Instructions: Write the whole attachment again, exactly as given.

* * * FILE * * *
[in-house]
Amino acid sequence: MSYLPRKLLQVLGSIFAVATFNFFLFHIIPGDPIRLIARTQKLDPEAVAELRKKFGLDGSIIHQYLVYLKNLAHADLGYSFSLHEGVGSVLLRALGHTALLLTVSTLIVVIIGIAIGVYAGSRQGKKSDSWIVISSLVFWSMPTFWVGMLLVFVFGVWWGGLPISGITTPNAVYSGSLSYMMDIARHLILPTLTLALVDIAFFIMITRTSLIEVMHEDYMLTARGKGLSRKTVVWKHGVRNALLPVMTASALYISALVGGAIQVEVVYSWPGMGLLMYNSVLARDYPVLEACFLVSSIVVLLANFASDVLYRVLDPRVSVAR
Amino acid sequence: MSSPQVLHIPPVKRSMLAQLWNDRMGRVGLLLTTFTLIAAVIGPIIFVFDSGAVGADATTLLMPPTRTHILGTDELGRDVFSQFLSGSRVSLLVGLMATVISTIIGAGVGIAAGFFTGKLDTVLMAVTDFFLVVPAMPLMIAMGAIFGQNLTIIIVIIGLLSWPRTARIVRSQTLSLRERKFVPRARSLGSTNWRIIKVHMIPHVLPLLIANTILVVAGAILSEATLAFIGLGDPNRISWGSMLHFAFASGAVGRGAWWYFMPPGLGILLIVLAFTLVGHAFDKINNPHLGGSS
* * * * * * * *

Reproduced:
[in-house]
Amino acid sequence: MSYLPRKLLQVLGSIFAVATFNFFLFHIIPGDPIRLIARTQKLDPEAVAELRKKFGLDGSIIHQYLVYLKNLAHADLGYSFSLHEGVGSVLLRALGHTALLLTVSTLIVVIIGIAIGVYAGSRQGKKSDSWIVISSLVFWSMPTFWVGMLLVFVFGVWWGGLPISGITTPNAVYSGSLSYMMDIARHLILPTLTLALVDIAFFIMITRTSLIEVMHEDYMLTARGKGLSRKTVVWKHGVRNALLPVMTASALYISALVGGAIQVEVVYSWPGMGLLMYNSVLARDYPVLEACFLVSSIVVLLANFASDVLYRVLDPRVSVAR
Amino acid sequence: MSSPQVLHIPPVKRSMLAQLWNDRMGRVGLLLTTFTLIAAVIGPIIFVFDSGAVGADATTLLMPPTRTHILGTDELGRDVFSQFLSGSRVSLLVGLMATVISTIIGAGVGIAAGFFTGKLDTVLMAVTDFFLVVPAMPLMIAMGAIFGQNLTIIIVIIGLLSWPRTARIVRSQTLSLRERKFVPRARSLGSTNWRIIKVHMIPHVLPLLIANTILVVAGAILSEATLAFIGLGDPNRISWGSMLHFAFASGAVGRGAWWYFMPPGLGILLIVLAFTLVGHAFDKINNPHLGGSS